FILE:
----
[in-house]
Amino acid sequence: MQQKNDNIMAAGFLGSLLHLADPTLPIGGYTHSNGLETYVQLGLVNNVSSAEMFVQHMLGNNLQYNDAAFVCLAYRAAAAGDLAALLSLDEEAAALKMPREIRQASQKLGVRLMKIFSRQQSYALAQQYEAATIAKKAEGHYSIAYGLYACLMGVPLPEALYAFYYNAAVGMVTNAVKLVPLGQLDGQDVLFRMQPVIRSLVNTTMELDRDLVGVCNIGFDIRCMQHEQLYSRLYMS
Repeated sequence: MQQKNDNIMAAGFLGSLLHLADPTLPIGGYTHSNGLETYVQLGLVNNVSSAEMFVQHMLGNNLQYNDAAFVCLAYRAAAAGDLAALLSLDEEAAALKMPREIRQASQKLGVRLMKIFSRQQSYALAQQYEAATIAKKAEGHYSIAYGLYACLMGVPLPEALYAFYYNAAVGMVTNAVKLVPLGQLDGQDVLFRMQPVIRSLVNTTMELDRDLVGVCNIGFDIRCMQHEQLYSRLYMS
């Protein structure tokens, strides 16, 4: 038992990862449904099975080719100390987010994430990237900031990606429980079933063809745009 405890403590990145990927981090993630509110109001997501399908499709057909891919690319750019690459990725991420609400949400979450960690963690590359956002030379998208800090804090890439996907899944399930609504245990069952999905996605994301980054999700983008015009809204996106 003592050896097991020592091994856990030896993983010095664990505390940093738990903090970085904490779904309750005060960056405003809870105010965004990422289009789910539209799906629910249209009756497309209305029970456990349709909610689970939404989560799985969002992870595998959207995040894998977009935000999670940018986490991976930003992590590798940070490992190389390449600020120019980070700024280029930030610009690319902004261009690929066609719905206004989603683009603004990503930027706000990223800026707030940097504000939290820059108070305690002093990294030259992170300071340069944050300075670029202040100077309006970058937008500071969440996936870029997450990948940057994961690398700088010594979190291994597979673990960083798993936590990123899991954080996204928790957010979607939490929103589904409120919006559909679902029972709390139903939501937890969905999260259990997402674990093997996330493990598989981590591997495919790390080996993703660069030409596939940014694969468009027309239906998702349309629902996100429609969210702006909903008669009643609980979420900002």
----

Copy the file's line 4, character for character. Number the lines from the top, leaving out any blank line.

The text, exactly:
């Protein structure tokens, strides 16, 4: 038992990862449904099975080719100390987010994430990237900031990606429980079933063809745009 405890403590990145990927981090993630509110109001997501399908499709057909891919690319750019690459990725991420609400949400979450960690963690590359956002030379998208800090804090890439996907899944399930609504245990069952999905996605994301980054999700983008015009809204996106 003592050896097991020592091994856990030896993983010095664990505390940093738990903090970085904490779904309750005060960056405003809870105010965004990422289009789910539209799906629910249209009756497309209305029970456990349709909610689970939404989560799985969002992870595998959207995040894998977009935000999670940018986490991976930003992590590798940070490992190389390449600020120019980070700024280029930030610009690319902004261009690929066609719905206004989603683009603004990503930027706000990223800026707030940097504000939290820059108070305690002093990294030259992170300071340069944050300075670029202040100077309006970058937008500071969440996936870029997450990948940057994961690398700088010594979190291994597979673990960083798993936590990123899991954080996204928790957010979607939490929103589904409120919006559909679902029972709390139903939501937890969905999260259990997402674990093997996330493990598989981590591997495919790390080996993703660069030409596939940014694969468009027309239906998702349309629902996100429609969210702006909903008669009643609980979420900002």